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The Big Fight: Muhammad Ali - Joe Frazier (1975)

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19 December 1975 (Finland)  »

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Super Fight III  »

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The city of Cairo was initially considered as a possible host to the fight. The August 1975 issue of Ring Magazine had a fictitious fight-poster of Ali-Frazier III on its cover, and the poster listed Nasser Stadium in Cairo as the place the fight was taking place. See more »

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Referenced in Miami Vice: Glades (1984) See more »

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Killer diller thriller...
1 April 2010 | by (USA) – See all my reviews

When Muhammad Ali (then Cassius Clay) showed up for the weigh-in for his first fight with Sonny Liston, who but Sugar Ray Robinson himself was at his side. Ali had often fancied himself a heavyweight Ray Robinson. Joe Frazier, conversely, had expressed great admiration for the straight-ahead, nonstop assaults of Henry Armstrong. If anyone in the heavyweight division could in any way, shape or form be likened to Henry Armstrong, it was Frazier. When Armstrong met Robinson, it was the rangier Robinson who won; when their heavyweight counterparts first fought, it was Frazier who won- BIG. ("The good news was that we learned that Ali could take a punch. The bad news was, he took a LOT of them.") Their second fight ("Superfight II," it was called at the time) was fought at an even more furious pace and was so closely contested that no more than a single point could've swayed the judges either way. A third fight was inevitable.

Punch for punch and injury for injury, there may have been no more brutal give-and-take in heavyweight history than Ali-Frazier Three. Laboring in the kind of heat and humidity that wearies even onlookers, Ali and Frazier stood toe-to-toe and hammered away at one another with all the killer instinct either could muster. When Frazier was rocked in the first round, Ali pounced, whaling away with merciless abandon- but Frazier fought back, unwilling to go down, stubbornly determined to see this one through to the bitter end. Both men have expressed enmity toward one another over the years; in this fight more than any other, it showed. It showed in every single punch, in every single round. This was tantamount to a gladiatorial duel to the death, conducted in a contemporary arena, under Marquis of Queensbury rules- "for fifteen rounds..." There have been big punchers throughout boxing history, and the Ali-Frazier Era was chock full of them: Ron Lyle, after being dropped in the second round by Earnie Shavers, would come roaring back to literally drive Shavers to the canvas headfirst in the sixth round in one of the greatest slugfests of all time- and then drop former heavyweight champion George Foreman not once but twice before going down for good the second time himself in the fifth round in one of my all-time favorite brawls. Jerry Quarry would destroy Shavers in less than one round; years later, Shavers would grind Ken Norton into ground beef in less than three minutes. Foreman would flatten Norton in two before Norton would finish Quarry in five. There were others- but neither Ali nor Frazier were considered "punchers." I've always thought this was more than a little bit odd: when Ali was forced to relinquish his title, his knockout percentage at that time was second only to Rocky Marciano's; most of Frazier's wins had come via knockout. "The Thrilla In Manila," as it came to be known, would prove, once and for all time, that BOTH men were fully capable of knocking out anyone on the face of this planet.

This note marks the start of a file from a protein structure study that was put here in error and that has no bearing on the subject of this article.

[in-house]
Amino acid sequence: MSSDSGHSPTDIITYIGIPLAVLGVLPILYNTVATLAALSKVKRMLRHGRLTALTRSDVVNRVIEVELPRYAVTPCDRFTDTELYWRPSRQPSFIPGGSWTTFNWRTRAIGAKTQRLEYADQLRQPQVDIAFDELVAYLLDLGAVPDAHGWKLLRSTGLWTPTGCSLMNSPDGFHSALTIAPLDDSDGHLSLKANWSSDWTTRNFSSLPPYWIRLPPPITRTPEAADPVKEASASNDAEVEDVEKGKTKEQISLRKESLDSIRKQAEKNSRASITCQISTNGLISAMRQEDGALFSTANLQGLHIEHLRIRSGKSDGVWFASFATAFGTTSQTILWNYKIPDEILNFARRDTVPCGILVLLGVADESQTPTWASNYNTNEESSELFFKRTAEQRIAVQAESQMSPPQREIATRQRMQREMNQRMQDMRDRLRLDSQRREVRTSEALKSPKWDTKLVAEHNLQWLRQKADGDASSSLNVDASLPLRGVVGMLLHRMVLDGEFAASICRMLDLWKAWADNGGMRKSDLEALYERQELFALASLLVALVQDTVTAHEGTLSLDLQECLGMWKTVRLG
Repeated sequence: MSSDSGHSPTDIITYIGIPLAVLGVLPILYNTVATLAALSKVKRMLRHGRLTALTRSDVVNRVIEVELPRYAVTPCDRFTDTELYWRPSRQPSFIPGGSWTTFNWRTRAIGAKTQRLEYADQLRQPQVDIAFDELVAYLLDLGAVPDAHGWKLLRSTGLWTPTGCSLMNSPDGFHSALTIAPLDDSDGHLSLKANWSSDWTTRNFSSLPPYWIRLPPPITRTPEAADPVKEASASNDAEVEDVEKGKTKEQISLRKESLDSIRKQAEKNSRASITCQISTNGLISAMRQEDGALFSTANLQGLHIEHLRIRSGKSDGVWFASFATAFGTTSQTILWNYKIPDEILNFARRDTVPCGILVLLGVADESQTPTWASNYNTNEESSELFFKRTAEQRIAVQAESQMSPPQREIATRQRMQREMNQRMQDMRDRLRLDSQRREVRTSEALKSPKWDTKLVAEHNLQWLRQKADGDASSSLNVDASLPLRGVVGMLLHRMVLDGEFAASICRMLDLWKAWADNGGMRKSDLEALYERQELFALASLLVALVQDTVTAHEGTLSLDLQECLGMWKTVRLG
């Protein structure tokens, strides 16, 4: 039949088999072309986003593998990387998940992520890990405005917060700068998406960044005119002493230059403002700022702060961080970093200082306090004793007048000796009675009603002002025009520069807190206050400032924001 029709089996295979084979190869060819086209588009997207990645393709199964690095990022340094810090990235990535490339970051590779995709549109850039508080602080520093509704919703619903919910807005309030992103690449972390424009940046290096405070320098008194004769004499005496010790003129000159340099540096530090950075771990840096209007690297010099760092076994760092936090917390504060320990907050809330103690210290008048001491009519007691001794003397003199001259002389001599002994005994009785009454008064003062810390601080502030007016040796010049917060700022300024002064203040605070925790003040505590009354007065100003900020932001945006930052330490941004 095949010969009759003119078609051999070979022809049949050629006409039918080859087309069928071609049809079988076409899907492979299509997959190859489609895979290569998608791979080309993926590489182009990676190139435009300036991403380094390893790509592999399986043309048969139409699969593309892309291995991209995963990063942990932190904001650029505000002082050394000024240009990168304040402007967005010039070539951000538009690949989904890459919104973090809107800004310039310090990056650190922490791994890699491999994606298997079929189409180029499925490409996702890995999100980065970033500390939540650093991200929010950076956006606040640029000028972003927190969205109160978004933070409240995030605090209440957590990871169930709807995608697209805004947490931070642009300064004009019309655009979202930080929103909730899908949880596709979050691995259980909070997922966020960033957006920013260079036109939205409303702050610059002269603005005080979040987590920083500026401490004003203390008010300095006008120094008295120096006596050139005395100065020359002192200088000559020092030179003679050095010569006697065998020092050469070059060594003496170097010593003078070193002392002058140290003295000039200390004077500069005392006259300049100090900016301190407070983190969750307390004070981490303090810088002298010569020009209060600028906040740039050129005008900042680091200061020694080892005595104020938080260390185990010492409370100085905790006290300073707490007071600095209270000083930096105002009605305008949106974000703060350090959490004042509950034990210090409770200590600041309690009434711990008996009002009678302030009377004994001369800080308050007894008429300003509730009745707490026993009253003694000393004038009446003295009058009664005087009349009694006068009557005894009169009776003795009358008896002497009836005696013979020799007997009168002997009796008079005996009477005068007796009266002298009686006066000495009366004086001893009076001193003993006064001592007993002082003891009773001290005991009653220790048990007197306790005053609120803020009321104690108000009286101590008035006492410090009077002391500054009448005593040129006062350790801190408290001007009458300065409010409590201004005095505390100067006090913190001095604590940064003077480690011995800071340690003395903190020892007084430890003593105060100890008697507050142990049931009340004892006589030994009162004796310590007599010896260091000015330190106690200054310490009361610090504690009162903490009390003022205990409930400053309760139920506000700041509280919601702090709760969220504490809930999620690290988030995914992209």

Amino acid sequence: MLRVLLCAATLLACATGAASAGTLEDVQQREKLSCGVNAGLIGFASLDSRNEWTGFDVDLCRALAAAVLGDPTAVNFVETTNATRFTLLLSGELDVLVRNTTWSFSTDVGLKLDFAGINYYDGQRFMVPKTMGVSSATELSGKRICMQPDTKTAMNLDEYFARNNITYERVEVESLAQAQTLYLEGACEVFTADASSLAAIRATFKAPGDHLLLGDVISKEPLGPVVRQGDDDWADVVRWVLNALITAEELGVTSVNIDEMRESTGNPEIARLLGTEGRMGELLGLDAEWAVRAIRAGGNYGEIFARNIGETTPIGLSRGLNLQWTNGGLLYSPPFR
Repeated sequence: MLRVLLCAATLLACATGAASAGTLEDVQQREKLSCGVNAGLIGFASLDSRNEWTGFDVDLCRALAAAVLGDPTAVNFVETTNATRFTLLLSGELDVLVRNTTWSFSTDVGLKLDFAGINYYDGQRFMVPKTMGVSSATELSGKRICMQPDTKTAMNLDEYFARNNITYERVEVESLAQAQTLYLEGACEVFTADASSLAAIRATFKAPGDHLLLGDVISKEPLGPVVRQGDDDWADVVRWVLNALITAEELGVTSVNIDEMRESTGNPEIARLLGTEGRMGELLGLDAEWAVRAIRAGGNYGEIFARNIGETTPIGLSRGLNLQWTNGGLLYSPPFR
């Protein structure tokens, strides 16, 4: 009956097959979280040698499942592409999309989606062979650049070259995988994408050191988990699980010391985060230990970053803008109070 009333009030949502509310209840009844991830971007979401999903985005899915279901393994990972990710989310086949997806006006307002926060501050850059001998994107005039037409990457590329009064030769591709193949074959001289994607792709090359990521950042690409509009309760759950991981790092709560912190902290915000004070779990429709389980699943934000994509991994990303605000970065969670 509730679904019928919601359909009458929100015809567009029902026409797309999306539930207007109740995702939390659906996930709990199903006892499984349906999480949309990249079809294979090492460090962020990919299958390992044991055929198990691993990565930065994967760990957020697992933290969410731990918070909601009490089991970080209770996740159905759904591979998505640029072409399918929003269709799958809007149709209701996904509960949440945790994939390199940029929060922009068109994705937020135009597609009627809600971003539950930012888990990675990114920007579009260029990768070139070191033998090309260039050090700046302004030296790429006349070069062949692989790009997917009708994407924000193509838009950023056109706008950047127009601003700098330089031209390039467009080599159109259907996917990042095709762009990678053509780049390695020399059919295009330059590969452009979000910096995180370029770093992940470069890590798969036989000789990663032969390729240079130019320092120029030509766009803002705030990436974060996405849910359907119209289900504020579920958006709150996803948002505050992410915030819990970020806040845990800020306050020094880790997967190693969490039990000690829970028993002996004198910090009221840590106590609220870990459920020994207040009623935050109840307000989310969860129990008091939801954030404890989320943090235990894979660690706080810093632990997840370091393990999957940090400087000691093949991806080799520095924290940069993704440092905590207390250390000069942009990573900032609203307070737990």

The ebb and flow of a fight is determined by the heart of the combatants: one man asserts his will for as long and as completely as he can before sheer physical fatigue forces him to relinquish it to his opponent. This changeover is inevitable in a prolonged struggle. No one can dive beneath the surface of the water and stay down indefinitely; you come up for air at some point- at which instant, the other man takes over and tries to undo all that you have done. Whether or not he is successful only Time will tell. And The God Of War is a fickle god, and He has been known to turn His back on even the mightiest and noblest of warriors. When Frazier began to take charge of The Thrilla, it looked as if Ali had finally come to the end of his long and distinguished career: Frazier bored in and, grunting with the effort, dug deep into the body with both hands. Ali was jarred from head to toe; sweat sprayed the air; Frazier snarled and unloaded the single most furious assault of his entire career. This was to the Death. Ali, remembering Frazier years later, would admit that no one- not Foreman, nor Lyle, nor Norton, nor Quarry, nor even Shavers- had hit him as hard as Joe Frazier hit him. Or as often. When Ali, digging about as deep as a man can dig into the well of his soul, sent Frazier's mouthpiece spiralling into the audience, it was a glorious but poignant moment: I found myself on my feet, jaw hanging open, in the closed-circuit theater where I had paid to see the fight as it was fought. Frazier had been a relatively inactive champion, but he was ALWAYS a gallant fighter, the kind of man who would take a dozen shots to the head to land one in return; a man whose heart had always dictated his fate; and when Ali rocked him, and the bloody mouthpiece was jarred loose and Frazier began, finally, to slow, to come up out of his defensive crouch to catch combination after combination, The End came rushing on. It's a hard thing to see, that kind of beating- especially when it's visited on a man whose whole aura has been that of a True Champion. Frazier wasn't then, nor was he ever, a man who didn't rate respect. In many ways the epitome of a champion, Frazier may have finished second in this one, but, in many ways that truly matter, he NEVER finished second best.